Five Common Boiler Problems and How to Fix Them

We all take our boilers for granted, expecting them to keep our homes warm during the cold winter months and provide us with warm water as and when needed. However, when a boiler breaks down it can be an expensive inconvenience that requires professional help. Let’s explore some of the most common problems you’re likely to come across if your boiler decides to act up.

No Hot Water or Heat

The most common causes can include low water levels, thermostat issues, motorized valve failure or broken airlocks and diaphragms. The issue could be due to low pressure. According to British Gas, the pressure gauge should read above one bar. If this is not the case, then it could be due to a leak within the boiler or a pressure relief valve that needs replacing. Recently bled radiators can also lead to reduced boiler pressure.

Dripping and Leaking

This could be due to a number of reasons. You’ll have to locate the source of the leak to determine the cause. If the leak originates from the pressure valve, this may indicate that your boiler’s pressure is too high. If it comes from the pump seal, then it might be worn out and need replacing. Boilers that leak from the pipes or tank maybe suffering from corrosion.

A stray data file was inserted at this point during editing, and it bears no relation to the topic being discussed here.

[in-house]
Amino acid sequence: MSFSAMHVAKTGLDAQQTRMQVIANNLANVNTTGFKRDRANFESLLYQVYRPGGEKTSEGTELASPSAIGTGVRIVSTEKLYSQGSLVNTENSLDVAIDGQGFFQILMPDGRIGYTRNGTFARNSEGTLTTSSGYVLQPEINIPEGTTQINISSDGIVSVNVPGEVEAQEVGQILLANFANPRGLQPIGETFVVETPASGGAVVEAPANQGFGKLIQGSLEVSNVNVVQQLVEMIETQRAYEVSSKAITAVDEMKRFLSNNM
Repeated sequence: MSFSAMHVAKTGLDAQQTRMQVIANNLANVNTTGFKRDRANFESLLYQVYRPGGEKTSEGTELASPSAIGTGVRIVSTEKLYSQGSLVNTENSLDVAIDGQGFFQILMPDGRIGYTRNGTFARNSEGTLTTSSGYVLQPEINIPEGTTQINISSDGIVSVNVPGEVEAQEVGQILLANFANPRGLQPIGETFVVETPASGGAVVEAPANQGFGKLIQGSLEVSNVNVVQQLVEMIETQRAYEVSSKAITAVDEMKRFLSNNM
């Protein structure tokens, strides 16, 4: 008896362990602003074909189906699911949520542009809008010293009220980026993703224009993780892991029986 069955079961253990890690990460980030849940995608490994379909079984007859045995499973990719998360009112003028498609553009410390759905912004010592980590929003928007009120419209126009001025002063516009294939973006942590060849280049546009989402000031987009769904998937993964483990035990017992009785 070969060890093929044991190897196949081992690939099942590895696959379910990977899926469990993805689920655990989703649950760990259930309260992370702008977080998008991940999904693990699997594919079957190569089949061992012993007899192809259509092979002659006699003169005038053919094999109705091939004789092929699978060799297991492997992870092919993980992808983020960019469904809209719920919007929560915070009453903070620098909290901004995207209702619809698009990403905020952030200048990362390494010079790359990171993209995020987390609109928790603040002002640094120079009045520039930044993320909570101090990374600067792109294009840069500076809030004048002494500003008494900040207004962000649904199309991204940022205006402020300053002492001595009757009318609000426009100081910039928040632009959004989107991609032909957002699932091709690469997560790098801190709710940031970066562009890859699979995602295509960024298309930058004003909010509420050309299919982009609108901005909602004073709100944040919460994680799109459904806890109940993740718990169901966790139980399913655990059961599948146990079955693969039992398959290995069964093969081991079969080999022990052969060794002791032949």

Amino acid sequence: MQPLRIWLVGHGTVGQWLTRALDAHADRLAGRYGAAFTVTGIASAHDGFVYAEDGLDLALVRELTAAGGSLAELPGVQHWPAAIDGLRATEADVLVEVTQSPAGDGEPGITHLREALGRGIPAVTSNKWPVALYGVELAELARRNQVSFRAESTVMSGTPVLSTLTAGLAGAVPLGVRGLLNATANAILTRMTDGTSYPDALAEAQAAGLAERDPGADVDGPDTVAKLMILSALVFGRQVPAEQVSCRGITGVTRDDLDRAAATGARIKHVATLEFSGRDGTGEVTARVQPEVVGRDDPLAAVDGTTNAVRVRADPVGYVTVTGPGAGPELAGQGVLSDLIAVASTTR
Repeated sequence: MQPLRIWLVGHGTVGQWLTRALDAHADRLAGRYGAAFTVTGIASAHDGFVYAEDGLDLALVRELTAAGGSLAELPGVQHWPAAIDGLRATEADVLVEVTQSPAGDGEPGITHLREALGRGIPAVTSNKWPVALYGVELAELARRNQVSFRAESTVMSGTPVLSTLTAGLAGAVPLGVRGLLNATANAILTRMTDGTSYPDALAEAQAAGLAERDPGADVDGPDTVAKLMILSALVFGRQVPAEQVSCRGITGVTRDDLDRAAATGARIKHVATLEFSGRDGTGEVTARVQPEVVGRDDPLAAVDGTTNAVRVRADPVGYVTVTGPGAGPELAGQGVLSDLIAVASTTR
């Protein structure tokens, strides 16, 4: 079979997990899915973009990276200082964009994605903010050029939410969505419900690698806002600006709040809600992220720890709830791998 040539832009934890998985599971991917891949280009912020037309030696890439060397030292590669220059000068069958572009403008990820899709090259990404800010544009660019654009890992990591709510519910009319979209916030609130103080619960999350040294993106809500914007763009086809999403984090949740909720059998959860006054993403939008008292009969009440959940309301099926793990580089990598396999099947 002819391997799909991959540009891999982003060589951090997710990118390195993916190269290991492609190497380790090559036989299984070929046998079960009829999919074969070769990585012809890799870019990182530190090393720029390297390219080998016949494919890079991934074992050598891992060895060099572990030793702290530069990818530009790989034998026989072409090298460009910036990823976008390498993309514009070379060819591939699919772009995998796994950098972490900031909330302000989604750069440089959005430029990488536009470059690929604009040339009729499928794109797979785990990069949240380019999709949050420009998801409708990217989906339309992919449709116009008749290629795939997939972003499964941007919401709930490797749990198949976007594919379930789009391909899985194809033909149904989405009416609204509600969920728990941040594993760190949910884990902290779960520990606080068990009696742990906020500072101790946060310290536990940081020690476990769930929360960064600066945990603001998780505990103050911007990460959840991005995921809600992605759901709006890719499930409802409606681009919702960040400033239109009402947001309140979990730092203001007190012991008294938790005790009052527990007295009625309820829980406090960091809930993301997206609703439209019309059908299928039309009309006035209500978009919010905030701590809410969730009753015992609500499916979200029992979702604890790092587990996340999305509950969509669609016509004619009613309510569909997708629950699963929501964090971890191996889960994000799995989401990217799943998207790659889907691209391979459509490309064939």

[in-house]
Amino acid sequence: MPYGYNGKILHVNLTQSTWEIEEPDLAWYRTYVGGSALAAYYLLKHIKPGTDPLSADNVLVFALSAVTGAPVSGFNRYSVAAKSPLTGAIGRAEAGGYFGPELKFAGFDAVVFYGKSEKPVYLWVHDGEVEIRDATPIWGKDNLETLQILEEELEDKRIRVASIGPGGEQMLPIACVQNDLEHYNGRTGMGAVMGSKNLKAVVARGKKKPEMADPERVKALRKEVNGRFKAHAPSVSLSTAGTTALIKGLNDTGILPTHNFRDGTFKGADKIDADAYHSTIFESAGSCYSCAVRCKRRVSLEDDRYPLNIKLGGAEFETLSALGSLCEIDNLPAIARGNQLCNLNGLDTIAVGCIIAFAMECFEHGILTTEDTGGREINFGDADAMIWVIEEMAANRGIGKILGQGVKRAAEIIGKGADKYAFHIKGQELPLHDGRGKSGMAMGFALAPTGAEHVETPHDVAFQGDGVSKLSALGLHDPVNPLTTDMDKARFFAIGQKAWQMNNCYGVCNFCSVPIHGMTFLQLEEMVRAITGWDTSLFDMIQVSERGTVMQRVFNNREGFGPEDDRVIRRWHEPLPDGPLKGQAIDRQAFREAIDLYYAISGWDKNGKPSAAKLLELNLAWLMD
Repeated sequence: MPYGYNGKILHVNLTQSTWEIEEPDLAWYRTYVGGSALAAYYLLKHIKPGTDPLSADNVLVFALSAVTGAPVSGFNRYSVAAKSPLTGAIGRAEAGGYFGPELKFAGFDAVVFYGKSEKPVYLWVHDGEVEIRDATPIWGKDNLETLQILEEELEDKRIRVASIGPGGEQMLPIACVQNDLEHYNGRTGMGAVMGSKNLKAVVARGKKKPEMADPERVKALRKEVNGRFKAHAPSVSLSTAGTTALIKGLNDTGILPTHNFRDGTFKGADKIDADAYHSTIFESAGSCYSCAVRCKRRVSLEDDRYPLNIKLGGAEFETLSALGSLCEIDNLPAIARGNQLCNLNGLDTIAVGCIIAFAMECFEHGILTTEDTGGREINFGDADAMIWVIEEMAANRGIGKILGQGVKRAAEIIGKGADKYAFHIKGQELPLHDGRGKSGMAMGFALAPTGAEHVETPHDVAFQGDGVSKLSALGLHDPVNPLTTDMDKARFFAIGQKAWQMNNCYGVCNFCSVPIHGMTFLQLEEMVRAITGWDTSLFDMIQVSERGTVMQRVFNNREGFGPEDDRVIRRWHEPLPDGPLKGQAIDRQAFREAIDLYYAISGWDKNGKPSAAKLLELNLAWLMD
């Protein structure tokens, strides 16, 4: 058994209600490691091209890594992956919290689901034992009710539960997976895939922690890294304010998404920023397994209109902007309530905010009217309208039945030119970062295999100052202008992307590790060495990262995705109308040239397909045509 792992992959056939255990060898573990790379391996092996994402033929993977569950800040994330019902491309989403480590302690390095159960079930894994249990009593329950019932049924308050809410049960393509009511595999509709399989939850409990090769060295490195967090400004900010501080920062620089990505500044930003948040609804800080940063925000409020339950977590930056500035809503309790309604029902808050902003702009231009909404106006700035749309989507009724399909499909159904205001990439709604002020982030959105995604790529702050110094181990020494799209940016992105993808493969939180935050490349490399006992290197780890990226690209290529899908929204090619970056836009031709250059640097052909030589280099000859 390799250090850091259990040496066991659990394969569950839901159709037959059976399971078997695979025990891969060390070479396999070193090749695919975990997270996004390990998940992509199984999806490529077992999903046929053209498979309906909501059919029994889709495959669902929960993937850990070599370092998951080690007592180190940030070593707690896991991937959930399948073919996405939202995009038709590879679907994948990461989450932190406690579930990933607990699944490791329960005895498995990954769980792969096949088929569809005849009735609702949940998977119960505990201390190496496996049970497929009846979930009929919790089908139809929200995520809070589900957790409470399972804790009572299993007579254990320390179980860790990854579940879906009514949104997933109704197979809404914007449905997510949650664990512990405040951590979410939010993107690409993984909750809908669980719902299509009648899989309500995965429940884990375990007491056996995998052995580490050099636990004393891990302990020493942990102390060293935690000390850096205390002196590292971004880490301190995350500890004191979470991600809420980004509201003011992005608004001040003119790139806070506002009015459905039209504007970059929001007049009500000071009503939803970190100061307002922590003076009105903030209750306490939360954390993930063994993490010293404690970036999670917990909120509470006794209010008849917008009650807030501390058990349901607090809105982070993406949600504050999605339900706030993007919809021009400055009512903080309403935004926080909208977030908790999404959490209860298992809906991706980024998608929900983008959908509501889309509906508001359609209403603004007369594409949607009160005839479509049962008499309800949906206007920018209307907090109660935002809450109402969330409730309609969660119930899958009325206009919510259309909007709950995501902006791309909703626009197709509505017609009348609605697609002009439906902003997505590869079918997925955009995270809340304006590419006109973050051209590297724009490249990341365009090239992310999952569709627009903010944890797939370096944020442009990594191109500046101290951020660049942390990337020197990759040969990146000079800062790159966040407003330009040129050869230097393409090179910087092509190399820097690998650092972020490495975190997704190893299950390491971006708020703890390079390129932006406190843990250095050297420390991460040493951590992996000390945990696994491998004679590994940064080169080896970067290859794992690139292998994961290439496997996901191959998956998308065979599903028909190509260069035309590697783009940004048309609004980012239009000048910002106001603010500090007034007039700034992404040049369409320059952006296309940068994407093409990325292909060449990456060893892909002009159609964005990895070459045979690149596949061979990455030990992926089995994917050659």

Extinguished Pilot Light

his could be due to a broken thermocouple leading to a stop in the gas supply, a gust of air which has blown out the pilot light or a build-up of deposit in the pilot light. Make sure there are no issues with the gas supply before you try to reignite the pilot light. If you are unable to light it, then maybe it’s best to call out a professional such as http://www.hprservicesltd.com, who carry out boiler repair in Cheltenham and the surrounding region.

Thermostat

Ageing thermostats can lose accuracy and turn your boiler off when they shouldn’t. Ensure that the thermostat is in the correct position and that it is set to the right settings like schedule and time. If it still doesn’t work, then you’ll have to invest in a new one.

Kettling

Limescale can build up on the boiler’s heat exchange, restricting the movement of water. The water becomes overheated and boils, making it harder to run and more expensive to operate.

Leave a Reply

Your email address will not be published. Required fields are marked *

sixty five + = sixty seven